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Remote jobs are here to stay

Over the past two years, many businesses in Los Angeles — and around the world — have shifted to a remote or hybrid work model that is quickly becoming the new norm. But with COVID-19 cases trending down and mandates easing, employers are now reassessing what work should look like in the future and what it could mean for Los Angeles’ tech and business communities.

On Wednesday, local business leaders and stakeholders gathered in downtown Los Angeles to discuss these topics at “The Future of Work: People, Places and Spaces,” a symposium hosted by the Pasadena-based nonprofit Alliance for Innovation SoCal and the Downtown Center Business Improvement. District (DCBID).


Event panelists include Brian Elliott, Senior Vice President of Slack, Natalie Schilling, Senior Vice President of SoCal Edison, Jessica Ku Kim, Vice President of LA Economic Development Corporation (LAEDC), Katherine Perez, Associate Director of ‘Arup and Kian Gohar, CEO of Geolab, among others.

Elliott kicked off the discussion by noting that even Slack — whose online workplace communication software has become ubiquitous during the pandemic — found the initial shift to remote working a shock to its system.

SoCal Edison Senior Vice President Natalie Schilling shares her thoughts on the hybrid work model. Photo by Justin Han

“Less than 3% of our workforce were working remotely [before the pandemic],” he said. “Most people assume that because we’re a tech company, we were already doing [remote work] all along. One bright spot was hiring, Elliott noted, as the new remote work model has made it easier for Slack to recruit and acquire talent from around the world.

Gohar chimed in, pointing out how “the pandemic has really made us reassess all of our assumptions about how we live, how we work, how we socialize, and how we learn.”

While the shutdowns saw society wake up to the importance of ‘essential’ workers in industries like food and healthcare, whose work could not be done from home, there were benefits to making many remote jobs. Workers could save time and money by eliminating commuting, while carbon emissions were also reduced. Working parents with caring responsibilities also generally enjoyed better work-life balance and greater flexibility than they did before the pandemic.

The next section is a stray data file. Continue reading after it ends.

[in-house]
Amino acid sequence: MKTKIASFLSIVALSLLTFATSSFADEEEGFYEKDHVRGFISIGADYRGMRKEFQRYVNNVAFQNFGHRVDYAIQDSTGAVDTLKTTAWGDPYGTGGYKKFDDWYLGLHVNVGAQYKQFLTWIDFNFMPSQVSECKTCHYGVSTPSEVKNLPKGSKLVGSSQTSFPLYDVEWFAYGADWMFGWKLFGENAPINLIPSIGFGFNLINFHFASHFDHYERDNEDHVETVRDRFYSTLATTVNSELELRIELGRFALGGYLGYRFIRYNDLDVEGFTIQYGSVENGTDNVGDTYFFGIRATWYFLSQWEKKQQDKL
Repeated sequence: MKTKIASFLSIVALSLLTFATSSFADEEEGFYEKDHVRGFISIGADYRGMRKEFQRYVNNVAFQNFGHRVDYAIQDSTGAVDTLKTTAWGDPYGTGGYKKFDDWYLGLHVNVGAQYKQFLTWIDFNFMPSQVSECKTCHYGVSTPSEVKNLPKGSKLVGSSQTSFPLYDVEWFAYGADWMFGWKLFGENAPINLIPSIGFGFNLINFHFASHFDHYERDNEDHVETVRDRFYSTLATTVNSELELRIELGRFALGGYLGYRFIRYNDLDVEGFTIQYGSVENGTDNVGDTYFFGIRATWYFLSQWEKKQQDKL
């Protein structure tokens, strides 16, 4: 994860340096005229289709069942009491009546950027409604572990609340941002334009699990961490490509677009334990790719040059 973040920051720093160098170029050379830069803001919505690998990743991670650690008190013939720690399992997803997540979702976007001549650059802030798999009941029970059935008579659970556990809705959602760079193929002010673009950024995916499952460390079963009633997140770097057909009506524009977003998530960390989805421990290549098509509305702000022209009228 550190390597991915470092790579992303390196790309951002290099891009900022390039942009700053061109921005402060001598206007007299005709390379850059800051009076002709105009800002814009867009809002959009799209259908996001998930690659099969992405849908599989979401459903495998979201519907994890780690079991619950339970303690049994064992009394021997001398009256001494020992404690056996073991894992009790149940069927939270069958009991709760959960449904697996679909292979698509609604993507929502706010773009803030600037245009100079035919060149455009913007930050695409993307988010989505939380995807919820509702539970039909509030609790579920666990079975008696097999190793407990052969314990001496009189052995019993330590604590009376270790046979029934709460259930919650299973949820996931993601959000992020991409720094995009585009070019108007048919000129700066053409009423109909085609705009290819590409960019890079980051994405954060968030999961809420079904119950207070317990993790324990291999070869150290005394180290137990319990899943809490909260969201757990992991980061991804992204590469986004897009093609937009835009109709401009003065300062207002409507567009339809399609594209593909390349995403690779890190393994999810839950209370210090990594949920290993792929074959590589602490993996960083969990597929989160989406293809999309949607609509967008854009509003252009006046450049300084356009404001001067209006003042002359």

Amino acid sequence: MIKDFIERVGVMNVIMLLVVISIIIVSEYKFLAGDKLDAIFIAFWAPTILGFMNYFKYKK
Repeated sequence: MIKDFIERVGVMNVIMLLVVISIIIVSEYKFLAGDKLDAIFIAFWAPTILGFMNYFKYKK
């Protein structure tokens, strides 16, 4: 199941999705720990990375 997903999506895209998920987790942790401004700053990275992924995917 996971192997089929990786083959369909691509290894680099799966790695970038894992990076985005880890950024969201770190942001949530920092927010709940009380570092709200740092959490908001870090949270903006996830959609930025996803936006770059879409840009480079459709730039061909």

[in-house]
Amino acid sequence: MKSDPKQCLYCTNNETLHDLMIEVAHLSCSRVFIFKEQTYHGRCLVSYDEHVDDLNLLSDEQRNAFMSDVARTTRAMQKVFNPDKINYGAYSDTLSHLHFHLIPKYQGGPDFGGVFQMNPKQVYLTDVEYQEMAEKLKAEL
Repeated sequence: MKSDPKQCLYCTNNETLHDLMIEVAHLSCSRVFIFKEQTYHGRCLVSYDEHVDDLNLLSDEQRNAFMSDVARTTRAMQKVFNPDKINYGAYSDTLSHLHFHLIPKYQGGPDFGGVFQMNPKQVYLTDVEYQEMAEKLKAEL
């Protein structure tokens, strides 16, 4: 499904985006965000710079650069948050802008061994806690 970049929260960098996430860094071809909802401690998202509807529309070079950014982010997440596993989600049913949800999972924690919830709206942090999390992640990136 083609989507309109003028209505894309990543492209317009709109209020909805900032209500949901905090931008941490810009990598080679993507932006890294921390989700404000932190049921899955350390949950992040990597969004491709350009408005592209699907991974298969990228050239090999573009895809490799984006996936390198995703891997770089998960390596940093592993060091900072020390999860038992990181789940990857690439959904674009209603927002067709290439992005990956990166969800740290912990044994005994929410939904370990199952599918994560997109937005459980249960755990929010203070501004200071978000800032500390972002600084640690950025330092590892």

But with office occupancy rates slowly recovering, divides are emerging between those who are more content with the new normal and those who would prefer a return to pre-pandemic habits.

Speakers and attendees of the “Future of Work” event pose for a photo. Photo by Justin Han

Perez said she sees a divide in her design and engineering business between executives — many of whom have families and want to continue working from home — and junior staff who seek the mentorship and collaboration that comes with doing so. to be in the office.

On the other hand, Schilling said employers could risk losing talent if they don’t offer work-from-home options, especially young employees fresh out of college and strapped for savings. , who might be reluctant to pay today’s exorbitant gas prices. in order to commute.

“The biggest concern [at SoCal Edison] is connectivity, productivity and making people want to stay with our company,” Schilling added.

While the conversation around what the “future of work” will look like remains open to debate, most panelists found common ground on Kim’s observation that “one size doesn’t fit all.” — and the feeling that what may work for one business in a post-pandemic world may not be the best for others.

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